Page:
The next big change for all rugby in South Africa came about in 1992 with the fusion of the national bodies. South African rugby was united.

Right from the 1964 start there were changes in the teams attending Craven Week. The number of teams increased as new provinces were created and with the entry of teams which had been excluded for political reasons. Each year since 1980 there has been an effort to give more players a chance to take part in Craven Week. In 1996 the quota system was introduced – not universally popular but demanded by government authority.

In 1987 the old SA Rugby Board introduced a Project Tournament, which by 1991 had 16 teams taking part, all based on a quota system that was at least 50-50. In 1987 the Project Tournament’s selected team went on to play at Craven Week. In that team were Justin Swart, who later became a Springbok, Etienne Finn, who became a Springbok, and Louis Mzomba who became a provincial referee. This system was adapted as the Academy Week by South African RFU (SARFU) which later changed its name to SA Rugby Union (SARU). The Academy Week then chose a team to take part in the Craven Week, which it no longer does as the Academy Week runs parallel to the Craven Week.

In 1988 Jan Preuyt declared himself unavailable for re-election as chairman of SA Schools. His place was taken by Louis Terblanche of Western Province. In 1996 Terblanche was unavailable for re-election and was succeeded by Dr Christo Bekker of Northern Transvaal.

At one stage, Craven Week fell under the United Schools Sport Association of South Africa (USSASA) under the chairmanship of Dries van Heerden of HTS Vereeniging. Now it belongs to the South African Rugby Union along with the Academy Week, the Grant Khomo Week for Under-16 teams, the LSEN Week for learners with special edicational needs, the Under-13 Craven Week and two weeks for girls – under-18 and Under-16 – seven youth rugby weeks in all.

The seed that gentle Piet Malan sowed has grown into a big tree.

At the end of Craven Week, for some time two teams were generally chosen – the SA Schools XV and the SA Nampak XV which was replaced by the SA Academy XV. The last of these matches was in 2008, cynics saying it was because the Academy team beat the SA Schools team regularly. In fact the Academy team had won four times in six encounters. In that last match on 2008, the SA Academy XV beat SA School 41-19 in Durban in a curtainraiser to the Tri-Nations match between the Springboks and the Wallabies. There were four Springboks in that hammered SA Schools side, by the way – Siya Kolisi, Elton Jantjies, Francois Venter and Patrick Lambie.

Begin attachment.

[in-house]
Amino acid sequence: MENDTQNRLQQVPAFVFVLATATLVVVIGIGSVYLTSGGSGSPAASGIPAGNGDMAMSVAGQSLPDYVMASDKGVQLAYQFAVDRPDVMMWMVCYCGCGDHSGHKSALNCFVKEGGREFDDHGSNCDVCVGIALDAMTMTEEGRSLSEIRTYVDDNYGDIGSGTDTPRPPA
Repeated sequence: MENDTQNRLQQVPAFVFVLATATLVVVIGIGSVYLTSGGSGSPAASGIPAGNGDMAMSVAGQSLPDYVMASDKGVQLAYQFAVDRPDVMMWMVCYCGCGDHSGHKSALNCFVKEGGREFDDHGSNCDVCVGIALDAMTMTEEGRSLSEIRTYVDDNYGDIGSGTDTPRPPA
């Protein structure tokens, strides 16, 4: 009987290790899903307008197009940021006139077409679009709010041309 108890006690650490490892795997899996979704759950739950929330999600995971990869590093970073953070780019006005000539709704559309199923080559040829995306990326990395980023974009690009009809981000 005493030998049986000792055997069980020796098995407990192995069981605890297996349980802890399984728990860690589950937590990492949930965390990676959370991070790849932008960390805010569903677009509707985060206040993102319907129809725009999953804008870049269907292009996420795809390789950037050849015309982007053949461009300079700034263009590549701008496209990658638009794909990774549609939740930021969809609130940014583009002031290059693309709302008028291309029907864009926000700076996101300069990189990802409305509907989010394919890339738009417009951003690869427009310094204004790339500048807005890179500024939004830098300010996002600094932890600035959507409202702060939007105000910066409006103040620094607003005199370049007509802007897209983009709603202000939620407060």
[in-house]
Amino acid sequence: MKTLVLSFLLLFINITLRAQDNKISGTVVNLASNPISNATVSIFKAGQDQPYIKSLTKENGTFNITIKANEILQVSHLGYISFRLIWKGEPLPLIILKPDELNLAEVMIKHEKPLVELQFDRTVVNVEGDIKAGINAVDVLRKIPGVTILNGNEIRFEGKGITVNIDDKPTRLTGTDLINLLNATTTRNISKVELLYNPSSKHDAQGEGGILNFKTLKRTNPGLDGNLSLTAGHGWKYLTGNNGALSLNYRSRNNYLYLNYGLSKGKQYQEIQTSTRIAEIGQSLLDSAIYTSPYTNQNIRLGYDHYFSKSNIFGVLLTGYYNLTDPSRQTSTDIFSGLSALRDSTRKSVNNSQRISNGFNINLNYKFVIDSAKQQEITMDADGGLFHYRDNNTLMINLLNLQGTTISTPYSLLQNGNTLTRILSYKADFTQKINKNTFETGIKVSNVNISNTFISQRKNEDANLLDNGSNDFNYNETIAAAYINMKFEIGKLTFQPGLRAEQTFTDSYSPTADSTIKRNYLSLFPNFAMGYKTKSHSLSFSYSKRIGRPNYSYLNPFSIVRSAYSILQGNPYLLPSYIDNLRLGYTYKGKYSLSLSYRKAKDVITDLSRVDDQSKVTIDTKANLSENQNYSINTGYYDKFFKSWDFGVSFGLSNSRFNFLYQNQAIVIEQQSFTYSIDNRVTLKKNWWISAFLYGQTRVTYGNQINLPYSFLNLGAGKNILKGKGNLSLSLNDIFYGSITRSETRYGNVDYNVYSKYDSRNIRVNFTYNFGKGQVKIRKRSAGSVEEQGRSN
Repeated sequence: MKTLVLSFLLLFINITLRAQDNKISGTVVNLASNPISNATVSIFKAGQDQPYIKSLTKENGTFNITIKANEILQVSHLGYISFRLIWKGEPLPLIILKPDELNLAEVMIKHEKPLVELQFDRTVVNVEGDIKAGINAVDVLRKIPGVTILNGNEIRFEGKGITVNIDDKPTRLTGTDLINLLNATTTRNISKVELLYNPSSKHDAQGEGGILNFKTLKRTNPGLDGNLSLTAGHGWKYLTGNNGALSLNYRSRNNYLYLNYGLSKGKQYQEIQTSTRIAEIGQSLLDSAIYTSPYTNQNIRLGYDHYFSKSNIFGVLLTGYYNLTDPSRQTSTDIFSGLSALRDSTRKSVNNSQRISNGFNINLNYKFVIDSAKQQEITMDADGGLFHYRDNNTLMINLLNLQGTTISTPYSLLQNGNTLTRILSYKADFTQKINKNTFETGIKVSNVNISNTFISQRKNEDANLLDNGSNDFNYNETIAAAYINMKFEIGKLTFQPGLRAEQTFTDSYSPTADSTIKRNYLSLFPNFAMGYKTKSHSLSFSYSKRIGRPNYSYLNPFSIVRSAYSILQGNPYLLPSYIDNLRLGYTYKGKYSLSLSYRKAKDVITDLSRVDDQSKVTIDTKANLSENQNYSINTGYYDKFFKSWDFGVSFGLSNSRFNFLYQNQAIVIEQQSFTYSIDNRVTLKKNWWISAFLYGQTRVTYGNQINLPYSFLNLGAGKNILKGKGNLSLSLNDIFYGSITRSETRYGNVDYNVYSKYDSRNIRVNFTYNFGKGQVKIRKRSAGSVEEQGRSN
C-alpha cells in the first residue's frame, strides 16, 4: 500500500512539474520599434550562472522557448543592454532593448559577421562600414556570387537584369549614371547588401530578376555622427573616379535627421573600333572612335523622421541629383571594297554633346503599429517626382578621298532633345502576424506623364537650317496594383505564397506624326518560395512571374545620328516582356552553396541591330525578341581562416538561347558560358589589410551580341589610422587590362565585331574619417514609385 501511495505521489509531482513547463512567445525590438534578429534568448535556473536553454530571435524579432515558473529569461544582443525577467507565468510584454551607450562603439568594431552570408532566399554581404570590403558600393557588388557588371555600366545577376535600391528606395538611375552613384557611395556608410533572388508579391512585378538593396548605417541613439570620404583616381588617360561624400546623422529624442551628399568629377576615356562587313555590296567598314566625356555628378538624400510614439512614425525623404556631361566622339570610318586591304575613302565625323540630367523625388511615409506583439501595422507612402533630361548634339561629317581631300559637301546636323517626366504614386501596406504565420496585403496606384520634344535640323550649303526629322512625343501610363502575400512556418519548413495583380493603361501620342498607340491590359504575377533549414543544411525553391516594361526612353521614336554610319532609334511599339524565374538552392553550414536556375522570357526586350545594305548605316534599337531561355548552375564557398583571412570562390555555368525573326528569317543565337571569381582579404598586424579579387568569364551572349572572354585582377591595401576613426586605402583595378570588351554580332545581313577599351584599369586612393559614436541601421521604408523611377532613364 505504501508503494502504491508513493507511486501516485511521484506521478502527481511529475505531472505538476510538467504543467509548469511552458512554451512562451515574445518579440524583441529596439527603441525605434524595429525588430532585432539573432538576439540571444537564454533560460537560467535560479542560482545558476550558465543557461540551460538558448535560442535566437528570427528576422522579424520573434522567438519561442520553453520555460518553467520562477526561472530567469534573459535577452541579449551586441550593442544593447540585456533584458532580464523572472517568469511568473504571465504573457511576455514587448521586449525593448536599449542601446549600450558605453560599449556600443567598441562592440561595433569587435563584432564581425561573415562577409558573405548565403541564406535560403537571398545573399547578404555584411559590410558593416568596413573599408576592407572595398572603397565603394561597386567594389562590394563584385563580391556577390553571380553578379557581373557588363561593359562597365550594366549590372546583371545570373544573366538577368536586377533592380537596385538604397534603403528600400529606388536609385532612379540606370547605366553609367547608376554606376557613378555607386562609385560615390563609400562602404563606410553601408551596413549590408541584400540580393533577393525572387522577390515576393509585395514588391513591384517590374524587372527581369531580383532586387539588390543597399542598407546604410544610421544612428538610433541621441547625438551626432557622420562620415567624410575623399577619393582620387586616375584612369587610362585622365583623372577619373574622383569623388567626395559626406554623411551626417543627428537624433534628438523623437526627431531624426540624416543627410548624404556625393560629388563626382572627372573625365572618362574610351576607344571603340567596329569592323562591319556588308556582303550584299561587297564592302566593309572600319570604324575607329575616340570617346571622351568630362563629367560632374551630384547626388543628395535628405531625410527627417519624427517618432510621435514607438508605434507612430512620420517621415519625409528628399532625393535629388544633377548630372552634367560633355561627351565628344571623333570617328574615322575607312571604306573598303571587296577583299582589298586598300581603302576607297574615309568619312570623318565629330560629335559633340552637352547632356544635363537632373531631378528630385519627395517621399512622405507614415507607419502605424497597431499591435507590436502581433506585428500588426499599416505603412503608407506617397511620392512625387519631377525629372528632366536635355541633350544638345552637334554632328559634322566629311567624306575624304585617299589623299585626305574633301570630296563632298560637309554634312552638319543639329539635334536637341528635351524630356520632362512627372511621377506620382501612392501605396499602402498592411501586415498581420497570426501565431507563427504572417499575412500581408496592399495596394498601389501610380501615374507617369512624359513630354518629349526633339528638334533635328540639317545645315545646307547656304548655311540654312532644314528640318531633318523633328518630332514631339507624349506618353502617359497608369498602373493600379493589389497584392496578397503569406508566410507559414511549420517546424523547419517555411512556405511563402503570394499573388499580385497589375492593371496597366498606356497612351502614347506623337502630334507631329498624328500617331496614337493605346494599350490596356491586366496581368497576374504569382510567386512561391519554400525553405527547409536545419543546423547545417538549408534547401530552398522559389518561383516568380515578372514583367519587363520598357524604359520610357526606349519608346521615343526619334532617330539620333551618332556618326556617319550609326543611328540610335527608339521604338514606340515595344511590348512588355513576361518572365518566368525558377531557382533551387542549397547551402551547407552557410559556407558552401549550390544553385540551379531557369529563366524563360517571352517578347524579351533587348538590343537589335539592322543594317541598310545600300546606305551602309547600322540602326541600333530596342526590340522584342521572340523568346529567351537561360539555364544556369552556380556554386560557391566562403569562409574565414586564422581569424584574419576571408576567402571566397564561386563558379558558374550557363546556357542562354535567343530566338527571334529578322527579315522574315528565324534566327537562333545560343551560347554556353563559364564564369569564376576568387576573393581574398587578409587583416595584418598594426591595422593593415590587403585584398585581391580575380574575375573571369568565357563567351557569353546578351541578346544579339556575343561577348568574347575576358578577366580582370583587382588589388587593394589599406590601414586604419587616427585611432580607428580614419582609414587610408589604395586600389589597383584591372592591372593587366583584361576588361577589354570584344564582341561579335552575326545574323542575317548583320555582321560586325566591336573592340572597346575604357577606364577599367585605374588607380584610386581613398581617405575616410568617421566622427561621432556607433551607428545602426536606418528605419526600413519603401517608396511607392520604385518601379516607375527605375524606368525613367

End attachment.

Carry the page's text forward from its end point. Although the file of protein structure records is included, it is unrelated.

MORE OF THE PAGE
At the end of the 2019 Craven Week, and SA Schools XV and an SA Schools A XV will be chosen take part in an August tournament with teams from England, France, Wales and Italy.



The Craven Week in 2005, the fifth in Bloemfontein, coincided with the 150th birthday of the great Grey College, and the great schools hosted it. In 2019, Craven Week is back in Bloemfontein, again hosted by Grey College.

The Craven Week for High Schools has taken place at the following venues:

1964: East London
1965: East London
1966: Pretoria
1967: Cape Town
1968: Bloemfontein
1969: Pietermaritzburg
1970: Salisbury – now Harare
1971: Kimberley
1972: Potchefstroom
1973: Stellenbosch
1974: Johannesburg
1975: Pretoria
1976: Wolmaransstad
1977: Oudtshoorn
1978: Middelburg (Transvaal)
1979: East London
1980: Stellenbosch
1981: Worcester
1982: Windhoek
1983: Upington
1984: Bloemfontein
1985: Witbank
1986: Graaff-Reinet
1987: Paarl
1988: Port Elizabeth
1989: Johannesburg
1990: Durban
1991: East London
1992: Pretoria
1993: Secunda
1994: Newcastle
1995: Bloemfontein
1996: Bloemfontein
1997: Stellenbosch
1997: Kimberley
1998: Vanderbijlpark
1999: George
2000: Port Elizabeth
2001: Rustenburg
2002: Pietermaritzburg
2003: Wellington
2004: Nelspruit
2005: Grey College – Bloemfontein
2006: Johannesburg
2007: Stellenbosch
2008: Pretoria
2009: East London
2010: Welkom
2011: Kimberley
2012: Port Elizabeth
2013: Polokwane
2014: Middelburg (Mpumalanga)
2015: Paul Roos – Stellenbosch
2016: Kearsney – Durban
2017: St Stithians – Johannesburg
2018: Paarl Boys’ High
2019: Grey College – Bloemfontein